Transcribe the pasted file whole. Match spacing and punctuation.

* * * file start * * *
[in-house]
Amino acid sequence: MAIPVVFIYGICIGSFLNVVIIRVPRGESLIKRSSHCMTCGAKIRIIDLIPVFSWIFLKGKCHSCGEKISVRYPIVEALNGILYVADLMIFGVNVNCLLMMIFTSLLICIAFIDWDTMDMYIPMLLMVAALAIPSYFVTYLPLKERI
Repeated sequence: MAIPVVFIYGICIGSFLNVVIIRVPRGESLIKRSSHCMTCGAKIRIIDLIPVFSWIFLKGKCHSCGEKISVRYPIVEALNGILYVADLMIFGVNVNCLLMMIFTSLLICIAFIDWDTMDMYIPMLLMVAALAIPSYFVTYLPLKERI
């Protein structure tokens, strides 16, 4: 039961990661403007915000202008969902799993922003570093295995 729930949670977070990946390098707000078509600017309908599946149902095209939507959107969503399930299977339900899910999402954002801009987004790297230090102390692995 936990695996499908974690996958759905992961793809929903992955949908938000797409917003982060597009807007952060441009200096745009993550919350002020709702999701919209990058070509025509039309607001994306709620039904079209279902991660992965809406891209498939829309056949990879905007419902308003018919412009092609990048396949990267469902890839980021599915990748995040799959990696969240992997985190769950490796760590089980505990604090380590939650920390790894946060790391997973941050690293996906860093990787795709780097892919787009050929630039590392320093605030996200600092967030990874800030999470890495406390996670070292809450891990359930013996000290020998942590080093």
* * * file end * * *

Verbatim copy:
[in-house]
Amino acid sequence: MAIPVVFIYGICIGSFLNVVIIRVPRGESLIKRSSHCMTCGAKIRIIDLIPVFSWIFLKGKCHSCGEKISVRYPIVEALNGILYVADLMIFGVNVNCLLMMIFTSLLICIAFIDWDTMDMYIPMLLMVAALAIPSYFVTYLPLKERI
Repeated sequence: MAIPVVFIYGICIGSFLNVVIIRVPRGESLIKRSSHCMTCGAKIRIIDLIPVFSWIFLKGKCHSCGEKISVRYPIVEALNGILYVADLMIFGVNVNCLLMMIFTSLLICIAFIDWDTMDMYIPMLLMVAALAIPSYFVTYLPLKERI
């Protein structure tokens, strides 16, 4: 039961990661403007915000202008969902799993922003570093295995 729930949670977070990946390098707000078509600017309908599946149902095209939507959107969503399930299977339900899910999402954002801009987004790297230090102390692995 936990695996499908974690996958759905992961793809929903992955949908938000797409917003982060597009807007952060441009200096745009993550919350002020709702999701919209990058070509025509039309607001994306709620039904079209279902991660992965809406891209498939829309056949990879905007419902308003018919412009092609990048396949990267469902890839980021599915990748995040799959990696969240992997985190769950490796760590089980505990604090380590939650920390790894946060790391997973941050690293996906860093990787795709780097892919787009050929630039590392320093605030996200600092967030990874800030999470890495406390996670070292809450891990359930013996000290020998942590080093």